We felt it had cooled down sufficiently to go back outside. In addition, we really wanted to attend the combat competition and the falconry exhibition. We headed towards the main square (Piazza dei Priori), and found we had managed to catch the end of the medieval dance lesson activity. We grabbed good seats at the top of the bleecher’s and started watching.
It looked like great fun, but with my coordination I could forget trying it. It would take about 5 pints of Moretti before I’d give it a go. You can watch some of it here:
The Master of Ceremonies began announcing the commencement of the combat competition. He was the same guy who ran the opening ceremony, and his speeches rhymed and were delivered with tremendous skill. I realised yesterday that he is riffing his speeches – most of it was off-the-cuff, making it hugely impressive. What a talent to have! He was interrupted a couple of times by drummers, church bells and stilt performers, but handled it with grace and humour.
Here’s a quick video of those stilt performers!
The men representing Volterra’s 8 contrade (town districts) were introduced to the crowd, and kids lined up to grab (I think) stickers with the contrada emblems printed on them. They were paired off and fought each other.
I’m not 100% sure of the rules, but it looked like you scored a point if you hit the armoured part of the head, or the heavily padded torso, and it was the best of 3. You face disqualification if you hit an illegal area (e.g. the face – as one combatant did with a pike – no injury was caused, but he was still disqualified).
While they fought, the drummers thundered out a tattoo, which added to the urgency and excitement of the bouts.
It was effectively a knockout competition, and eventually the two finalists fought, but it was the best of three matches, each match having different weapon-sets (pikes, sword and buckler, club and shield). It was a close competition, but eventually the favourite of the ladies in the crowd, representing Cingiale (the Boar) had his hand raised.
We also caught some action on video, here:
After we’d recovered from that, we made our way (slowly – it was very crowded), to the park to check out the falconry exhibition. It was a fabulous location to have it, as there is a natural hollow in the green around which people can sit and observe – and a few hundred did just that!
It began a bit poorly, as the first falcon they released didn’t want to play the humans’ little game, despite the promise of food, and the handler’s whooping and crying. So they let him alone and loose for a while, and tried a second bird, who duly obliged by wheeling and skimming, sometimes inches, over the heads of the excited audience. Fun for adults and kids alike! Eventually, he was done, and was rewarded by his master with a few tidbits.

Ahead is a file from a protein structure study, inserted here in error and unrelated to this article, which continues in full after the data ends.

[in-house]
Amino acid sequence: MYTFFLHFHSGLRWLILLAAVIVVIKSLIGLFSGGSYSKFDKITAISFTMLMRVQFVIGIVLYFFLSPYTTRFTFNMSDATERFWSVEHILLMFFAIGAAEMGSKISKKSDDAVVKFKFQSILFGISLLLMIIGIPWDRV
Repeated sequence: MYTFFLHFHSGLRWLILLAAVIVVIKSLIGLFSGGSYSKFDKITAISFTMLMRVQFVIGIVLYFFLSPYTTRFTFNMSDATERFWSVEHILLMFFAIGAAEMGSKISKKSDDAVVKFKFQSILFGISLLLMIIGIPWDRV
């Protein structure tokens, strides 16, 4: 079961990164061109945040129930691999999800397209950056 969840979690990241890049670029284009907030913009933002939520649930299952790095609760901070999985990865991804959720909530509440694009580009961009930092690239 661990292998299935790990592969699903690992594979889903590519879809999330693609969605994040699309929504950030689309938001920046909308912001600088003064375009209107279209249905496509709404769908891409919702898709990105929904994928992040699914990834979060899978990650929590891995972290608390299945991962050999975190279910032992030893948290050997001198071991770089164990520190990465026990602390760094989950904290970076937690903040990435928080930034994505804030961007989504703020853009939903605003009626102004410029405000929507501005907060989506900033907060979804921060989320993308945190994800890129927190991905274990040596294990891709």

It was only then that the other fellah got a little bit jealous of all the attention and food, and began to perform for us. He wheeled overhead, much higher than the other, and flitted from tree to tree. At one point, however, the handler threw a morsel high into the air, and the bird swooped and, with a barely perceptable pause, caught the food mid-flight. Amazing to see.
I also got some video of the second, more compliant, bird here:
After that excitement, it was time to eat! We went to the Torre del Porcellino, and opted to eat inside, on the basis that we thought it had air conditioning. We were right: it did, but only for about 2 tables – we were sat at the back and began to stick to the furniture. The food was fab, though! Niamh had spinach and ricotta ravioli in a tomato sauce, and I had similar, but mine was stuffed with pecorino cheese and served in a mushroom brodo (broth). We both had the same main course: stewed beef cheek with red and white cabbage, and we got a couple of sides. Always delicious food there, but damn it was too hot!
We went back to the apartment then.
As it was also the last night of the arts festival in the Roman amphiteatre, I wanted to check it out, so I headed out alone. On the way I snuck in some gelato from L’isola del Gusto, of course! Even at 10:45 they had queues 7-8 people deep.
I can’t quite describe what the act in the amphiteatre was – it seemed to be some spoken word between jazzy piano numbers. Not my thing, although the pianist was very talented.
I didn’t hang around for long, but instead checked out the Festival in both the square and the park, getting a good walk into the bargain.
The stalls in town were lit up, some with candles, and looked lovely.
You heard the piazza before you saw it, as it was jammed with people, looking at the jester group perform acrobatics and fire-tricks.
All-in-all, it was a brilliant day, and we will have a guest with us next week to go through the whole thing again. I honestly can’t wait.
I surprised myself this morning, by being wide awake well in time for dropping the trash downstairs and going for a walk.
It was a great deal quieter than it was yesterday!
We have no real plans today, and so might end-up taking a break from the blog tomorrow, but you never know.
I hope you enjoyed the read!
4 thoughts on “Volterra AD1398 Festival, Day 1, Part 2”
Really enjoying the blog Eoin, had to look up ‘bucolic’ . Sounds like your having a ball.
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New words just adds to the fun 😁